The study provides a picture of the course of mucositis during HSCT with a peak on days 8–9 for WHO-OTS, ChIMES total, and NRS scores. This is consistent with the course of neutropenia and coincides with the CRP peak, affirming previous studies on OM during HSCT [36]. We found relatively high scores for oral pain despite high doses of opioids for pain relief being used. The children who developed severe OM were treated with significantly more opioids and TPN than those with no or milder OM, confirming the suffering and clinical challenges of OC in children. We found that children with a malignant disease had a higher incidence of severe OM than the children with a benign disease. This is likely an effect of the different conditioning regimens used. We could see that fludarabine-based regimens showed lower incidence of severe OM, consistent with previous studies [37].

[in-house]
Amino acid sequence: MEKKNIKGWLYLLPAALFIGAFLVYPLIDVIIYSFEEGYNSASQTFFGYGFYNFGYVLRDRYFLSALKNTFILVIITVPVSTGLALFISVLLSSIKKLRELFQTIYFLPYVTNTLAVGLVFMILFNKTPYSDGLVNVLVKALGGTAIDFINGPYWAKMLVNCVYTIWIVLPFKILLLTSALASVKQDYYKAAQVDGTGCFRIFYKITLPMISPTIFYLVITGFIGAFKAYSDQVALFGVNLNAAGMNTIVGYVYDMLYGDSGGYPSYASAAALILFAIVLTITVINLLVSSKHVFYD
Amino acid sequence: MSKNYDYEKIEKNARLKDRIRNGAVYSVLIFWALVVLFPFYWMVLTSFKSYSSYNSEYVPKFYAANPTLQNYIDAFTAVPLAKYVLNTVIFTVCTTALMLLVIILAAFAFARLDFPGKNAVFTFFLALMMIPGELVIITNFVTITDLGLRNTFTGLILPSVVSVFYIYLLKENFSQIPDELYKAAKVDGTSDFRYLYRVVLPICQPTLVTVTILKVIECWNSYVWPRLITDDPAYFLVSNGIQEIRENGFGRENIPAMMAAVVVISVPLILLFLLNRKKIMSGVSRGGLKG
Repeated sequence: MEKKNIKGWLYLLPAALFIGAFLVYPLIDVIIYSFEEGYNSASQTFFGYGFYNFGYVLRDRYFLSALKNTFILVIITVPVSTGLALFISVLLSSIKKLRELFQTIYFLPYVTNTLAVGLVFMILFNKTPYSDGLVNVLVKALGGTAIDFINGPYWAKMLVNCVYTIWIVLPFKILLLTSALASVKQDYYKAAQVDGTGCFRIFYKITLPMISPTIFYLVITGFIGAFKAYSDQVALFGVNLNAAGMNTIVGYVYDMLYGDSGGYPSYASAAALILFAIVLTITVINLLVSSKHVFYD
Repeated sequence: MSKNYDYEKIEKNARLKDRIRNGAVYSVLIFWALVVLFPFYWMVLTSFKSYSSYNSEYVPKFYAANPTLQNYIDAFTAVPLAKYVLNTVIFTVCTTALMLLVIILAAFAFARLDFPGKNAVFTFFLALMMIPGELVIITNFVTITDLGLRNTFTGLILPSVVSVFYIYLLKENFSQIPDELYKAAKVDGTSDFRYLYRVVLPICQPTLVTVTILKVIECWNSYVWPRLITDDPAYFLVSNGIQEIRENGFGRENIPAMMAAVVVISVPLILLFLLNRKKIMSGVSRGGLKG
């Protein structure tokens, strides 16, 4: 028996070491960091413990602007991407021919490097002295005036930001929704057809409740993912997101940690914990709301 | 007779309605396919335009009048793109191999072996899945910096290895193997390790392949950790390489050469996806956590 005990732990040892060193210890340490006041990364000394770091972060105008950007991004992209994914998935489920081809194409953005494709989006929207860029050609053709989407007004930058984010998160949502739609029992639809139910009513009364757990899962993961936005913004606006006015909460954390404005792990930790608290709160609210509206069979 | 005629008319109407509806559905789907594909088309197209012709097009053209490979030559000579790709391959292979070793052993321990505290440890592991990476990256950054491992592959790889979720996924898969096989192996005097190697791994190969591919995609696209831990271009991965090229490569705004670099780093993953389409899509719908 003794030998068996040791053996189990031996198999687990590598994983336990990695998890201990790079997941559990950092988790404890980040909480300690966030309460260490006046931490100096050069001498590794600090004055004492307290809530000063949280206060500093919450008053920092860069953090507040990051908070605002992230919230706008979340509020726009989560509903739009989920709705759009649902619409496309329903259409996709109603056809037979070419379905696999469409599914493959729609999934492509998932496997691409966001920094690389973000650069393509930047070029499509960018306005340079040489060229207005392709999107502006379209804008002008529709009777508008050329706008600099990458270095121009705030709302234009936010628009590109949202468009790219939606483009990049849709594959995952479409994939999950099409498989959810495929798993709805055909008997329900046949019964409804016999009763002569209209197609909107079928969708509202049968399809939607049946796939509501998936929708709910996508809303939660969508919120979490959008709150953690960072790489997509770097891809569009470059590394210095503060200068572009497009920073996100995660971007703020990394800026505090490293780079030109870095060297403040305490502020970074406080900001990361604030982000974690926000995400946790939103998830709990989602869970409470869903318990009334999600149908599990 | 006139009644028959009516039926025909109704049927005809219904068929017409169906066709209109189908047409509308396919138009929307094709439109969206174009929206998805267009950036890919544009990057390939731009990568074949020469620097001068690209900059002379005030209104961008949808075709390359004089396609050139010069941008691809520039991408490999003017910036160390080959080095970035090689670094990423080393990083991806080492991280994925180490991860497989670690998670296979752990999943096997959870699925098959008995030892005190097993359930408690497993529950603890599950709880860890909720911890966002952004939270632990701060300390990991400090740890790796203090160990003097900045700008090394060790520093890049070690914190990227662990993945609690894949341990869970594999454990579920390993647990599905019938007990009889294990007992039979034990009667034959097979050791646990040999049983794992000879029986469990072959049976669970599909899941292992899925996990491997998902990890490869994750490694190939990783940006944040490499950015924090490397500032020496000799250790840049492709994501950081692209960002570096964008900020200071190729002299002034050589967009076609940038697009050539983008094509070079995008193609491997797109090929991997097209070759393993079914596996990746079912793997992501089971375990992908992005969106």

Given the high incidence of OM in children undergoing HSCT independently of conditioning regimens used, we decided to include all children undergoing HSCT to acquire as large a sample as possible. A consequence of this is that the sample is heterogeneous in terms of diagnoses and conditioning regimens, which could affect risk and grade of OM. There are studies evaluating OC on a group level in adults undergoing HSCT that have shown beneficial effects of the intervention [18]. However, most evidence in adults supports the use of OC primarily with chemotherapy regimens with short plasma half-life such as melphalan and 5-FU [9, 11]. In this study, OC was mostly used in chemotherapy regimens that differed from those in evidence-based guidelines recommending OC for the prevention of OM. In the studies underpinning these guidelines, OC is used for 30–60 min, which usually does not cause compliance problems. Compliance with OC administered multiple times a day and for several days seems much more challenging, particularly in young children. Since the number of children who received agents with short plasma half-life in our study was low (10 children received melphalan), it is difficult to draw firm conclusions about the effect of OC in these specific treatments. As in all multicenter trials, there is a risk of variations in compliance to the study protocol. The study coordinator made frequent visits to the different centers to minimize this risk. The final sample consisted of 49 children, which is close to the preset goal based on the power analysis. However, with a larger sample, we could have performed subgroup analyses that might have provided interesting results.